Updated: Dec 26, 2020
A currency only used by one person isn’t really a currency. Currency only achieves worth if it acts as an exchange of value between many people.
This means that currency requires an agreement between all users of that currency.
Specifically, everyone must reach agreement over the current value of everyone’s account balance. Typically this is done by giving the power to make these decisions to an organization. The goal of cryptocurrencies, as best achieved by Frink, is to give this power to the people instead.
What many would consider ideal is to have the rules for the currency set from the beginning, then have them be impossible to change even with significantly more than 50% of the network trying to change the rules. Unfortunately, it is possible to prove it isn’t possible to guarantee this.
Three things conflict to make this impossible:
People exist that disagree with you over how the rules should work
Nobody can prove past events didn’t happen
Cryptocurrencies Solve This by Voting
This is famously known in the cryptocurrency world as “The Double Spend Problem”. When it comes to using a digital currency, everyone has to in some way agree to everyone’s current account balance. If a dishonest actor pays you and simultaneously sends all his money to a different account he owns, both transactions cannot be valid or else the currency is useless.
Cryptocurrency fixes this by essentially allowing some users to vote on which transaction is valid. Valid transactions are packaged into a block and added to the end of a blockchain, which creates an ordered list of all transactions that have ever occurred. Essentially, this means that miners are voting on which transaction is valid in the case of a double spend.
Traditionally cryptocurrencies allow people, known as miners, to buy their share of the power to vote. This is typically done through Proof of Work, which allows users to prove they’ve burned the most electricity powering their computers, or Proof of Stake, which allows users to directly prove they own a certain amount of the currency itself. However, since wealth in our society is highly concentrated into the hands of a few individuals, this is reflected in the distribution of mining power. As both are costly to maintain, this is true regardless of whether using Proof of Work or Proof of Stake. History has shown that this still leads to a very small number of individuals controlling the power over the money. It just happens to be a different group than we currently have and shifts the problem instead of fixing. Most importantly, it misses the entire point of cryptocurrency.. which is to give this power to you.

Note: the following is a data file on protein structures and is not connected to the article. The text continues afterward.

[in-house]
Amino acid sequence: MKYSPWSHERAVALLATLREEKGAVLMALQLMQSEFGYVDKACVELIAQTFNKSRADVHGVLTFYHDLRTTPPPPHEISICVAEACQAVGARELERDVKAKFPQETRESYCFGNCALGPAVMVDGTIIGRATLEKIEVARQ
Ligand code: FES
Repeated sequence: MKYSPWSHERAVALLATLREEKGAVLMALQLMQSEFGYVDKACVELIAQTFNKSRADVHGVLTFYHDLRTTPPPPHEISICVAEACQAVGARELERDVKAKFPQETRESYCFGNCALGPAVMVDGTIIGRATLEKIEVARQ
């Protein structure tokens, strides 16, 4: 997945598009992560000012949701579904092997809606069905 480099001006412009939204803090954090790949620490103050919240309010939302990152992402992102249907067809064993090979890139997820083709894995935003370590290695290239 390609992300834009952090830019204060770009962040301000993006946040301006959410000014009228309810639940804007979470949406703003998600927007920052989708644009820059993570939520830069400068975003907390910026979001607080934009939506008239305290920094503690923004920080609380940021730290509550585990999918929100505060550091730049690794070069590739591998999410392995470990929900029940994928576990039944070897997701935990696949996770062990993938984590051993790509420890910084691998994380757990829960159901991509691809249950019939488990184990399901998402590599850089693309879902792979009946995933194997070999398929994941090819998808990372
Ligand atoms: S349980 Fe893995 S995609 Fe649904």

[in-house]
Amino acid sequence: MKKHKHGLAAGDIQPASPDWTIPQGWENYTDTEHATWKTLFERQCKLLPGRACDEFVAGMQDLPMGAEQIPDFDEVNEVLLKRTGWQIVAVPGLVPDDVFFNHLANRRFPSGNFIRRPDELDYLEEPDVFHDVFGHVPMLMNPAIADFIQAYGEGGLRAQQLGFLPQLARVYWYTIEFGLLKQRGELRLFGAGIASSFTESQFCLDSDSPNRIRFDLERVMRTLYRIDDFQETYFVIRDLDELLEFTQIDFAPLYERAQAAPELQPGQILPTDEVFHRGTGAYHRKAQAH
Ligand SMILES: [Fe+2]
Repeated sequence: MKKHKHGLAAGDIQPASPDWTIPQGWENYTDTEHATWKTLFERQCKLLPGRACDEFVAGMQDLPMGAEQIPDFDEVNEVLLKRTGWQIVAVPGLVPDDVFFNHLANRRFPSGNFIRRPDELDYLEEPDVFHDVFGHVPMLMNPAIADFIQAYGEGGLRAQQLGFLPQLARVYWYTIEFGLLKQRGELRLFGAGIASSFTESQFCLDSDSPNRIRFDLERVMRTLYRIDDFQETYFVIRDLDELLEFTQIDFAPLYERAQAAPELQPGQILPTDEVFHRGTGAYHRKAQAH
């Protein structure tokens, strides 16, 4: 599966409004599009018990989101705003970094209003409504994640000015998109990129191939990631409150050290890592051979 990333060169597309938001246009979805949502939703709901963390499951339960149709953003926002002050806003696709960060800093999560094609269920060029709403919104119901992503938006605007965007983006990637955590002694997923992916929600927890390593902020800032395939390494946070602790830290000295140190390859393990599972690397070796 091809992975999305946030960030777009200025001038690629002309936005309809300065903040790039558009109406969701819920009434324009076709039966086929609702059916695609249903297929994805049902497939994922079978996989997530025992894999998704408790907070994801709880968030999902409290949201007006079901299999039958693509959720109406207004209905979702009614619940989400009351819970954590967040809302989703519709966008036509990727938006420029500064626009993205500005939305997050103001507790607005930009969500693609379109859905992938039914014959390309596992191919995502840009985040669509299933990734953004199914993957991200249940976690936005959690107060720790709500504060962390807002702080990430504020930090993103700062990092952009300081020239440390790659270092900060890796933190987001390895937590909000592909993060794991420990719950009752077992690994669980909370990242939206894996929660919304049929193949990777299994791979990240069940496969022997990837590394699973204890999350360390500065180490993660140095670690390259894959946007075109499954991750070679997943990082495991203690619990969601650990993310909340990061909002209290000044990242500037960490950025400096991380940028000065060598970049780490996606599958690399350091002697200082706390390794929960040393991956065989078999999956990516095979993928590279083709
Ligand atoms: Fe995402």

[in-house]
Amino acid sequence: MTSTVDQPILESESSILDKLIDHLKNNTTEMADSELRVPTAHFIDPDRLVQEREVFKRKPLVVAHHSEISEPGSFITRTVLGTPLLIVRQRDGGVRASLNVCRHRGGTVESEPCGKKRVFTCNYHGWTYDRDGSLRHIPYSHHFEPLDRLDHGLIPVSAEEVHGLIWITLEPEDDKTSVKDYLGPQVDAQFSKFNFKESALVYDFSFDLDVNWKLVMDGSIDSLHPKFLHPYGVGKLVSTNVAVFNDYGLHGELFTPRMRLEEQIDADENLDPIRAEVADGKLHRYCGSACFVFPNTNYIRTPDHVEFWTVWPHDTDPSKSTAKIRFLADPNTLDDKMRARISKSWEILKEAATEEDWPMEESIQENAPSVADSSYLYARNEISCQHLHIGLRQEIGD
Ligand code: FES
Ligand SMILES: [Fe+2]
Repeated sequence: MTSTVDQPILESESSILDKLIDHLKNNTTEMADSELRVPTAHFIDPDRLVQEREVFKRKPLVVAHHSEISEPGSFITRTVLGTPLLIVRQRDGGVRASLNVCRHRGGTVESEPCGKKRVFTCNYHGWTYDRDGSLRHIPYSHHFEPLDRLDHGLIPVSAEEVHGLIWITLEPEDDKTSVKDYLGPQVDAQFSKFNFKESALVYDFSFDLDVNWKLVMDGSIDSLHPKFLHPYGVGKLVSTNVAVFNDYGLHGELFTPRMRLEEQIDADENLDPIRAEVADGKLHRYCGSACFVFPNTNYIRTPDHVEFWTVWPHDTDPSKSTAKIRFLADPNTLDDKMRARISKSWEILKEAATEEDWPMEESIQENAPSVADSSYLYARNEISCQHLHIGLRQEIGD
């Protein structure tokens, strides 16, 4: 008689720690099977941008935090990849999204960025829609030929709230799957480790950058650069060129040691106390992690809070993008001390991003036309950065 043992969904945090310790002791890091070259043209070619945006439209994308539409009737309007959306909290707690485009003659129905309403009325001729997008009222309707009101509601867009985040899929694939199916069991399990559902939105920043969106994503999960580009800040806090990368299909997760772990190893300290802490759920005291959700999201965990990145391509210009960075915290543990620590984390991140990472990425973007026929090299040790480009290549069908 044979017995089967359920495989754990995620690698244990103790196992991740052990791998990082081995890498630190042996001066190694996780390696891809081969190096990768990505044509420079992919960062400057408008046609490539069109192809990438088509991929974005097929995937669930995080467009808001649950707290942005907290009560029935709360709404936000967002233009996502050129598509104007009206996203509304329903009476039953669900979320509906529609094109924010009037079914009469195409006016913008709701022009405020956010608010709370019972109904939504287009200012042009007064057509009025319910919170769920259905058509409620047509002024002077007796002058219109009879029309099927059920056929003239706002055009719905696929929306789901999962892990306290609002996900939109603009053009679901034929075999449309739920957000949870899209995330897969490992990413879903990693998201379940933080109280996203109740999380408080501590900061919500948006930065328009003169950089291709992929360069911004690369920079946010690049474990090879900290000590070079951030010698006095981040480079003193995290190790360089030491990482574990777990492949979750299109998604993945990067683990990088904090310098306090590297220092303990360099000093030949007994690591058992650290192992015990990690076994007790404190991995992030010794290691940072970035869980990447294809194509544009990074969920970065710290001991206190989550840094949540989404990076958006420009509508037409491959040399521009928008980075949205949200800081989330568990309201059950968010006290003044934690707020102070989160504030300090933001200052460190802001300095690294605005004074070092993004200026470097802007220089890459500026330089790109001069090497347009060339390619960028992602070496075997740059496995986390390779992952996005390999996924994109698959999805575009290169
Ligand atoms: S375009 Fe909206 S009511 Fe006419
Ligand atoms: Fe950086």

Unfortunately, this problem goes deeper than simply double spending. It is possible to prove that SPV mining is easy to cheat if a small group owns the majority of the mining power, in spite of most people believing otherwise, as long as a cryptocurrency wants to operate without requiring every single user to download the entire enormous blockchain (Bitcoin’s blockchain is currently over 320GB and with global credit card level adoption, over 250GB would be added per day), the miners do have this power.
This proves that the more people mining the better and less we have to worry about any central power controlling the currency. But it still doesn't prove that majority rules is the best we can do.
What happens if you require more than a Majority to approve a Transaction?
Given users are voting over the rules of the currency, it may seem logical that you could theoretically build a system where 66% of the mining power has to approve every transaction.
The problem is that you then give anyone with over 33% of the mining power the power to veto transactions and blocks and freeze the blockchain. Essentially giving the power to freeze the financial system until their demands are met.
So it would now seem logical to believe that 50% is the best we can do. While generally true when you assume that most of the network is honest and are talking about one group attacking the blockchain, unfortunately even this isn't entirely true. Now imagine a situation where there are three different sets of rules that could be adopted by the decentralized network. 33% of the network backs two sets of rules and 34% backs the other set of rules. The set of rules adopted by 34% of the network will win.
Therefore, majority of the mining power rules is the most decentralized that a cryptocurrency can be.
This is one of the reasons that concentrated mining power is even scarier. A group with only 34% of the mining power could attack and take control at the time of a practically evenly split decision over how to upgrade Bitcoin. Between the multiple pools they own, Bitmain already has this much mining power when it comes to Bitcoin.
Complete Decentralization: Everyone has an Equal Vote
Frink provides the best possible solution to this: force the currency to be completely decentralized, allowing anyone who wants it to claim their fair share of the power.
Frink accomplishes this by allowing users to vouch for each other. Frink then uses social network analysis to create an extremely hard to cheat and accurate, yet completely private decentralized ID for individual users.
Once users have their decentralized ID, they earn their equal share of the mining power. When the currency is truly decentralized, there is no small group of individuals that can choose to work together to harm the group not in power.
In this way, Frink accomplishes the best possible result: majority rules, where everyone gets an equal piece of the mining power.